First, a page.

Aside from being immature at that age I was also, for being a student who was very smart, extremely ignorant. My friends and I used to make fun of gay people–not anyone specifically, as I recall, just gay people in general. The town I grew up in is the gateway to Fire Island, so there were a lot of times where we cracked ourselves up by taking on a lisp and talking about going to “The Pines” and what have you. I think about that now and feel sick at my own behavior as well as the fact that I was extremely homophobic through high school and quite a bit of college, mainly because of the bubble I was living in: a mostly white, middle/upper-middle class community into which you could disappear or in which you could feel safe while making uninformed judgments about the world (and let’s not get started about the lessons against homosexuality I received at the hands of my local church).

I don’t recall that I had some dramatic “movie moment” wherein I realized how much of an idiot I was. To be honest, somewhere along the line I grew up and actually put my money where my mouth was when it came to being “open-minded.” I do, however, remember, seeing an article in Newsday once during those years about how tough it was for gay teens to come out and be out when they were still in high school. My ignorant thought at the time was something along the lines of, “Oh, how could you know?” or “Why would you want to do that?”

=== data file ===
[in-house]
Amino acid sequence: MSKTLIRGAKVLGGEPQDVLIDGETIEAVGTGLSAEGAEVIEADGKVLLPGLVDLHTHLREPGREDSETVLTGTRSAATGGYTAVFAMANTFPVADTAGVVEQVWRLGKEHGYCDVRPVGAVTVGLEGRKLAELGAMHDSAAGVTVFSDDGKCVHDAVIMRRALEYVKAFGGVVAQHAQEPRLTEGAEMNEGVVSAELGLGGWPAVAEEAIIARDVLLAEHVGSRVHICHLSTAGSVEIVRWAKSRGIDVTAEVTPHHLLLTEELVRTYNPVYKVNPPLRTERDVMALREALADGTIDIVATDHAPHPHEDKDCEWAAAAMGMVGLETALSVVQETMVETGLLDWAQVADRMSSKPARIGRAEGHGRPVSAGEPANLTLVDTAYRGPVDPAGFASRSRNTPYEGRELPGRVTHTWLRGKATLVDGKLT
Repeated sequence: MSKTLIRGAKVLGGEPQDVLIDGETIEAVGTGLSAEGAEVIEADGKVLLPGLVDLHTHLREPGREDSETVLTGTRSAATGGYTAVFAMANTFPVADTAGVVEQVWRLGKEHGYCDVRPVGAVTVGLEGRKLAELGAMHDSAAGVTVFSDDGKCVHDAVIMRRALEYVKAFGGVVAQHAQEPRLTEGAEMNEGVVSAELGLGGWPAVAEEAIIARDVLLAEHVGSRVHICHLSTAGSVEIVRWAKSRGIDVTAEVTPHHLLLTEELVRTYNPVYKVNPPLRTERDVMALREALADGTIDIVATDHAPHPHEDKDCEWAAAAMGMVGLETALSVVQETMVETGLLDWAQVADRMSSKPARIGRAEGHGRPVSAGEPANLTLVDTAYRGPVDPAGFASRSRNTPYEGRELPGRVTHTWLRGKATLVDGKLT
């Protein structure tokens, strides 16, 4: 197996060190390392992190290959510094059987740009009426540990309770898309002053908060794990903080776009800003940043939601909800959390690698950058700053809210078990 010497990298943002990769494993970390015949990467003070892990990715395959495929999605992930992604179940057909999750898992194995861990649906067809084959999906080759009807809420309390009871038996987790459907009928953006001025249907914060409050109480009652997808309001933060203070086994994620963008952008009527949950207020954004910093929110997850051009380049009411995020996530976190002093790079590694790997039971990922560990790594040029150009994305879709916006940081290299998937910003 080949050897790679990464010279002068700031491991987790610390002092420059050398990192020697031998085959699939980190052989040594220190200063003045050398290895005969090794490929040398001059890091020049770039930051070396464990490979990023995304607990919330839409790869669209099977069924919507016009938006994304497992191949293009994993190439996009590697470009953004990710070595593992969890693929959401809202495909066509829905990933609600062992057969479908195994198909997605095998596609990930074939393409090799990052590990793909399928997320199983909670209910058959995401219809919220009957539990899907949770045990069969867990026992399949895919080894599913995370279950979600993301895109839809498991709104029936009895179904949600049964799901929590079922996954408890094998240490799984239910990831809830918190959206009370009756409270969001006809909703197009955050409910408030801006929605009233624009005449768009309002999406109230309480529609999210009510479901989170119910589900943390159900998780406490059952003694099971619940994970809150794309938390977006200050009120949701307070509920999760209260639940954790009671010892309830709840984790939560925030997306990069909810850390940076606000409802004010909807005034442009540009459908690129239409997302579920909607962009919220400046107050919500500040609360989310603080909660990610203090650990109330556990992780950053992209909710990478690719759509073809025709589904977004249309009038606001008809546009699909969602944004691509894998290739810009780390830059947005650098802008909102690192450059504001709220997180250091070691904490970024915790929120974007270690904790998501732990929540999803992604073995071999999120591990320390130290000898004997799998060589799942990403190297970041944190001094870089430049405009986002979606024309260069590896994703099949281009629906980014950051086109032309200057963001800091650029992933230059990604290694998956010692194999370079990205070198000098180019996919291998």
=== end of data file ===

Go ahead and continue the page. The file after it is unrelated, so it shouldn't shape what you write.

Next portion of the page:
The latter, of course, being the typical “blame the victim” mentality of “They know how tough it is and how much they could get beaten up, I don’t know why they would invite it.” Nowadays, I still can’t totally wrap my head around it but in a different way, because I can’t feel empathy. Although I can feel admiration. I shouldn’t, in 2012, have to say “it’s brave” to come out in middle school or high school, but it is and as a teacher I can offer my support. Not in a way to atone for past mistakes, by the way, but because reprimanding someone who says something is “gay” or calls someone else a “faggot” is the right thing to do.